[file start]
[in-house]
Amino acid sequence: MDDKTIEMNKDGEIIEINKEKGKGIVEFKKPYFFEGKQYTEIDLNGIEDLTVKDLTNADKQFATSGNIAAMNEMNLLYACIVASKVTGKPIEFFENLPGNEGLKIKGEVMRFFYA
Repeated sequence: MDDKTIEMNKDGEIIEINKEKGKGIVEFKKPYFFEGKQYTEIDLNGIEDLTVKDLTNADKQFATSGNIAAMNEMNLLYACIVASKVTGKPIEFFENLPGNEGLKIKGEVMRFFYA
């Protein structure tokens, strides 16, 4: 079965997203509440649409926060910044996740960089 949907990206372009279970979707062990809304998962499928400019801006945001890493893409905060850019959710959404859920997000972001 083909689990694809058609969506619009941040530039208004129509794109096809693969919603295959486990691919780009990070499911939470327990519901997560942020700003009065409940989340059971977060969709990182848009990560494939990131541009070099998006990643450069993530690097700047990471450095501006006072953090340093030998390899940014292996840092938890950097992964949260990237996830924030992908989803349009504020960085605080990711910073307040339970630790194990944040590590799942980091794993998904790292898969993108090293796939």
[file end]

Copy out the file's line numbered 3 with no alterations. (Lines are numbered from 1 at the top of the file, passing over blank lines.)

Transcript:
Repeated sequence: MDDKTIEMNKDGEIIEINKEKGKGIVEFKKPYFFEGKQYTEIDLNGIEDLTVKDLTNADKQFATSGNIAAMNEMNLLYACIVASKVTGKPIEFFENLPGNEGLKIKGEVMRFFYA